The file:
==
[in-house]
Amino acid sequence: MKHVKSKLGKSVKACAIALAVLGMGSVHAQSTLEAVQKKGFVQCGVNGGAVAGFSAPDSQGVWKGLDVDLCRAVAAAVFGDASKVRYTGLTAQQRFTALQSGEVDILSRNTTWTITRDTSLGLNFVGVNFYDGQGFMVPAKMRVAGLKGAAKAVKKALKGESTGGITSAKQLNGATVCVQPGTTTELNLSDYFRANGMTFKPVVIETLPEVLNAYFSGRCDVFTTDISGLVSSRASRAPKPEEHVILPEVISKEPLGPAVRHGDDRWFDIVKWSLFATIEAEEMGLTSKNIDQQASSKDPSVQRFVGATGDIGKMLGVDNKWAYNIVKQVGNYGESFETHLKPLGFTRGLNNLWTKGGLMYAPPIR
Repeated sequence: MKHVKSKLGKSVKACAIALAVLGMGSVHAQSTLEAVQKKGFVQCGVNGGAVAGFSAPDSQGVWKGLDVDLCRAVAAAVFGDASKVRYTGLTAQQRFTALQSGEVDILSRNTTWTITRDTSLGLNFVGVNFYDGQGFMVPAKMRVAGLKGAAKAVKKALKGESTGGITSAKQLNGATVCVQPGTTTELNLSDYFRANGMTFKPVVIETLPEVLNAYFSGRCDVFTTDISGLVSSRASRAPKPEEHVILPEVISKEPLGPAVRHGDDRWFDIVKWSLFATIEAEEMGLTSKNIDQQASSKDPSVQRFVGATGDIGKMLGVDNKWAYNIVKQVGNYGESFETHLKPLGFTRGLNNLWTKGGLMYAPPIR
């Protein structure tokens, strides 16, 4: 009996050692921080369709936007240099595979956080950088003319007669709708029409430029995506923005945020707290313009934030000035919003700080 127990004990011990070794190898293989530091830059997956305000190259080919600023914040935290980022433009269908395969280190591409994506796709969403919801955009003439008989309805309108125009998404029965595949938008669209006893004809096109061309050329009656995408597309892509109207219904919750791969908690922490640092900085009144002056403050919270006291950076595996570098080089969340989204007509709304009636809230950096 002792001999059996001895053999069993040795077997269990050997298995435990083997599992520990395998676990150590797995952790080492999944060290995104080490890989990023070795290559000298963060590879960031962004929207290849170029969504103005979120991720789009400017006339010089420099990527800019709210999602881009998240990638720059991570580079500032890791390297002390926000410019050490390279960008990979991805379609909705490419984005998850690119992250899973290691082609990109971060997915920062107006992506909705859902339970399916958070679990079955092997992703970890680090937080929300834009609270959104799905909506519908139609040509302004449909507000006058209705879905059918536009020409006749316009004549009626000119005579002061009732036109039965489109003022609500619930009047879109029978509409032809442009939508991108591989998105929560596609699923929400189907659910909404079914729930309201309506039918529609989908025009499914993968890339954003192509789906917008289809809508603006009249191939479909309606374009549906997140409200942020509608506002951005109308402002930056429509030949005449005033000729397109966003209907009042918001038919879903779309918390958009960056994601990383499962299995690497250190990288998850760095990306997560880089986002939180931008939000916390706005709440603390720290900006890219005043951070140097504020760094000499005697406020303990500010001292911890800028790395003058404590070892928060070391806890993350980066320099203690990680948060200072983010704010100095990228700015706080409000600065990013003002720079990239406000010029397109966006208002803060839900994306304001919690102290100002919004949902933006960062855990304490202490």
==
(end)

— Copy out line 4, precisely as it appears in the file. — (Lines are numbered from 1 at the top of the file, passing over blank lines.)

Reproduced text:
């Protein structure tokens, strides 16, 4: 009996050692921080369709936007240099595979956080950088003319007669709708029409430029995506923005945020707290313009934030000035919003700080 127990004990011990070794190898293989530091830059997956305000190259080919600023914040935290980022433009269908395969280190591409994506796709969403919801955009003439008989309805309108125009998404029965595949938008669209006893004809096109061309050329009656995408597309892509109207219904919750791969908690922490640092900085009144002056403050919270006291950076595996570098080089969340989204007509709304009636809230950096 002792001999059996001895053999069993040795077997269990050997298995435990083997599992520990395998676990150590797995952790080492999944060290995104080490890989990023070795290559000298963060590879960031962004929207290849170029969504103005979120991720789009400017006339010089420099990527800019709210999602881009998240990638720059991570580079500032890791390297002390926000410019050490390279960008990979991805379609909705490419984005998850690119992250899973290691082609990109971060997915920062107006992506909705859902339970399916958070679990079955092997992703970890680090937080929300834009609270959104799905909506519908139609040509302004449909507000006058209705879905059918536009020409006749316009004549009626000119005579002061009732036109039965489109003022609500619930009047879109029978509409032809442009939508991108591989998105929560596609699923929400189907659910909404079914729930309201309506039918529609989908025009499914993968890339954003192509789906917008289809809508603006009249191939479909309606374009549906997140409200942020509608506002951005109308402002930056429509030949005449005033000729397109966003209907009042918001038919879903779309918390958009960056994601990383499962299995690497250190990288998850760095990306997560880089986002939180931008939000916390706005709440603390720290900006890219005043951070140097504020760094000499005697406020303990500010001292911890800028790395003058404590070892928060070391806890993350980066320099203690990680948060200072983010704010100095990228700015706080409000600065990013003002720079990239406000010029397109966006208002803060839900994306304001919690102290100002919004949902933006960062855990304490202490």